China opens its door to more imports

Wed 30/11/2016 by Richard Wilkinson
China continues to increase its trade deficit in fresh fruit, with a 33% jump in imports of fruit from temperate zones in 2015

According to UN statistics, in recent years China’s imports of fresh fruit and vegetables have exceeded its exports, a trend that continued in the first half of this year. In 2015, China’s tropical fruit imports reached 2.9 million tons, up 8% yoy, and fruit imports from temperate regions climbed 33% to 0.75 million tons.

Thailand was again the biggest fruit exporter to China in 2015 – its 1.7 million tons accounting for 57% of the total volume – followed by the Philippines and Ecuador. The latter two being big exporters of bananas.

Though China is the world’s second largest banana growing country, with about 12 million tons annually, it is eager to top up its banana stocks, especially over winter, taking imports of 0.95 million tons.

Its imports of the high quality Ecuadorian banana rose to 283,00 tons but the opposite occurred for bananas from Costa Rica – which went from supplying 11,000 tons in 2014 to almost none in 2015.

Dragon fruit the king with 813,000 t

In 2015, Chain’s main import, other than bananas, tropical fruits by volume was dragon fruit (up 30% yoy to 813,000 tons), lychees and longan (405,000 tons), durians (300,000 tons), watermelon (200,000 tons) and mangoes and mangosteen (113,000 tons).

Thailand is the source of more than 90% of this fruit and dragon fruit accounts for about half of its tropical fruit exports to China. It is also the exclusive exporter of durian and dragon fruit. Vietnam exports 148,000 tons of fresh lychees and longans, both stalwarts on Chinese menus. Malaysia and Taipei supply China with mango, as does Australia with modest quantities in the off-season.

The volume of all fruit imported by China from Vietnam in 2015 was just over 158,600 tons, down 10% on 2014. Imports from Myanmar remained stable at under 70,000 tons. Indonesia and Malaysia both export less than 10,000 tons a year.

548,000 tons grapes, citrus, cherries and kiwifruit

China’s total imports and exports of deciduous fruit, kiwifruit and citrus are increasing constantly. In 2015, grapes had the largest volume (251,000 tons), followed by citrus (215,000 tons), cherries (92,000 tons), kiwifruit (90,000 tons) and pears (8,000 tons).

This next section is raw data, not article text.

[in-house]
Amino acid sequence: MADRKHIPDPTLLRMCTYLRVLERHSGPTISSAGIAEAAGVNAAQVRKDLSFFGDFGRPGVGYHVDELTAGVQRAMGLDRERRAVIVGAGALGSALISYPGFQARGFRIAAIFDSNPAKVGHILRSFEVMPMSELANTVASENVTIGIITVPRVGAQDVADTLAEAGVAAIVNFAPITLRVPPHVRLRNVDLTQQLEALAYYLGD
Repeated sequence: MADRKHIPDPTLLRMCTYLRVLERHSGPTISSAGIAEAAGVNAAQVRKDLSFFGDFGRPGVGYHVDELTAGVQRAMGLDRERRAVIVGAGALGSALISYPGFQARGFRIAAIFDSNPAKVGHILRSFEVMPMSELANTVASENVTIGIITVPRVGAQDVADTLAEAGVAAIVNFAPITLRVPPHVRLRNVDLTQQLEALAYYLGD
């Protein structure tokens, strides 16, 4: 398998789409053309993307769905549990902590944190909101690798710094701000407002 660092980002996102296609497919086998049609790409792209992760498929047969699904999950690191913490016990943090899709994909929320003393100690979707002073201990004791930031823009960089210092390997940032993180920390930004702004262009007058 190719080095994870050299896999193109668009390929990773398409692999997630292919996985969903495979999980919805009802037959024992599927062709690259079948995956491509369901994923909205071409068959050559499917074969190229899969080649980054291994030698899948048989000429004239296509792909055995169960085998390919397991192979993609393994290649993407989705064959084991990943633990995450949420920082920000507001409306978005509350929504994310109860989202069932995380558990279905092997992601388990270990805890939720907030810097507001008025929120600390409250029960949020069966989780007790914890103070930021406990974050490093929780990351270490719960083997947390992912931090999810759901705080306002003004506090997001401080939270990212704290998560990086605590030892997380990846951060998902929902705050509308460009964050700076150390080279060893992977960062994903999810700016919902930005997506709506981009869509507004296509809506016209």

The biggest exporter of these kinds of fruit is Chile, which with an export volume of nearly 200,000 tons – mainly consisting of grapes and cherries – accounts for almost a fifth of China’s total. The US comes second with 126,000 tons – up 50% yoy.

Promotions have helped the US almost double its citrus exports to 40,000 tons, while South African citrus is a winner in summer (100,000 tons). New Zealand ‘Jazz’ apples found their way to Chinese supermarket shelves, while Zespri could overcome its tax problems with the Chinese authorities. Exports of kiwifruit increased more than 50% to 66,000 tons. In 2016, New Zealand surpassed the US and Chile to become China’s top apple supplier.

The market for Australian and Egyptian citrus opened up and exports reached 35,000 tons and 21,000 tons respectively. China’s neighboring country Uzbekistan is a larger supplier of grapes.

EU fruit shipments down since 2015

In 2015, the volumes of EU fresh fruit exports to China went down to 24,000 tons. Citrus imports achieved a poor 4,000 tons, while imports of kiwifruit from France and Italy went down to 12,000 tons. In 2016, a special effort was made to ship trial volumes of Belgian and Dutch pears and bi-colored apples from Poland. For 2017, Spain has high hopes for the results of a protocol signed between it and China allowing it to export peaches and plums there.

Since the Russian food embargo was applied in 2014, fruit and vegetables formerly exported to Russia have been partly reoriented towards certain Asian countries such as China and the Philippines, markets which were already open before 2014.

South East Asia – China’s main partner

On the export side, Southeast Asia remained the key market for China’s fruit, with Thailand at the top by far, followed by Vietnam and Malaysia, in terms of volume, Data shows exports to these countries have increased substantially every year. China’s top fruit exports are apples, grapes and citrus.






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